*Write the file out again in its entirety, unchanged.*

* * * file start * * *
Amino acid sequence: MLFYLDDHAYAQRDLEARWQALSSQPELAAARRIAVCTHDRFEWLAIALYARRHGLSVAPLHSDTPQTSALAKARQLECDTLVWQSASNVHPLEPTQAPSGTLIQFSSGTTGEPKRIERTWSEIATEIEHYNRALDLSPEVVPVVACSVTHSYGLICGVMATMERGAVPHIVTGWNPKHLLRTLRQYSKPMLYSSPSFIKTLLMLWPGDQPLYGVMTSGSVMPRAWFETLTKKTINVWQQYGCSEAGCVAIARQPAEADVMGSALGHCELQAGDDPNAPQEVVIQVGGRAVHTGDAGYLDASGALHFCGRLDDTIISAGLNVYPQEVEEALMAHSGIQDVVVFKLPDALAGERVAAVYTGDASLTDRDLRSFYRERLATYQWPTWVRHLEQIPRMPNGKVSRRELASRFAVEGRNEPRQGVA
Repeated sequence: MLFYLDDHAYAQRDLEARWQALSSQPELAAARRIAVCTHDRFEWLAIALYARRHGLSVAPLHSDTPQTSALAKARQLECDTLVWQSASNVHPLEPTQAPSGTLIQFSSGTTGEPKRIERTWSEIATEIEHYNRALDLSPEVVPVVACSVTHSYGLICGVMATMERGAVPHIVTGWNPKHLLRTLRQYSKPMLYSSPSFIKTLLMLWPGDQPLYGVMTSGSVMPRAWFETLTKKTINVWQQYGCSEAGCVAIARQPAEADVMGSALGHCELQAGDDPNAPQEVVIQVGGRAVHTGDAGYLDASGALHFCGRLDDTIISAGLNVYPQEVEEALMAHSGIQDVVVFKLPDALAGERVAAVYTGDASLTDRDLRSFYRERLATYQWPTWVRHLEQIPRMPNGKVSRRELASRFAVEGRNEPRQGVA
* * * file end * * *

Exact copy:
Amino acid sequence: MLFYLDDHAYAQRDLEARWQALSSQPELAAARRIAVCTHDRFEWLAIALYARRHGLSVAPLHSDTPQTSALAKARQLECDTLVWQSASNVHPLEPTQAPSGTLIQFSSGTTGEPKRIERTWSEIATEIEHYNRALDLSPEVVPVVACSVTHSYGLICGVMATMERGAVPHIVTGWNPKHLLRTLRQYSKPMLYSSPSFIKTLLMLWPGDQPLYGVMTSGSVMPRAWFETLTKKTINVWQQYGCSEAGCVAIARQPAEADVMGSALGHCELQAGDDPNAPQEVVIQVGGRAVHTGDAGYLDASGALHFCGRLDDTIISAGLNVYPQEVEEALMAHSGIQDVVVFKLPDALAGERVAAVYTGDASLTDRDLRSFYRERLATYQWPTWVRHLEQIPRMPNGKVSRRELASRFAVEGRNEPRQGVA
Repeated sequence: MLFYLDDHAYAQRDLEARWQALSSQPELAAARRIAVCTHDRFEWLAIALYARRHGLSVAPLHSDTPQTSALAKARQLECDTLVWQSASNVHPLEPTQAPSGTLIQFSSGTTGEPKRIERTWSEIATEIEHYNRALDLSPEVVPVVACSVTHSYGLICGVMATMERGAVPHIVTGWNPKHLLRTLRQYSKPMLYSSPSFIKTLLMLWPGDQPLYGVMTSGSVMPRAWFETLTKKTINVWQQYGCSEAGCVAIARQPAEADVMGSALGHCELQAGDDPNAPQEVVIQVGGRAVHTGDAGYLDASGALHFCGRLDDTIISAGLNVYPQEVEEALMAHSGIQDVVVFKLPDALAGERVAAVYTGDASLTDRDLRSFYRERLATYQWPTWVRHLEQIPRMPNGKVSRRELASRFAVEGRNEPRQGVA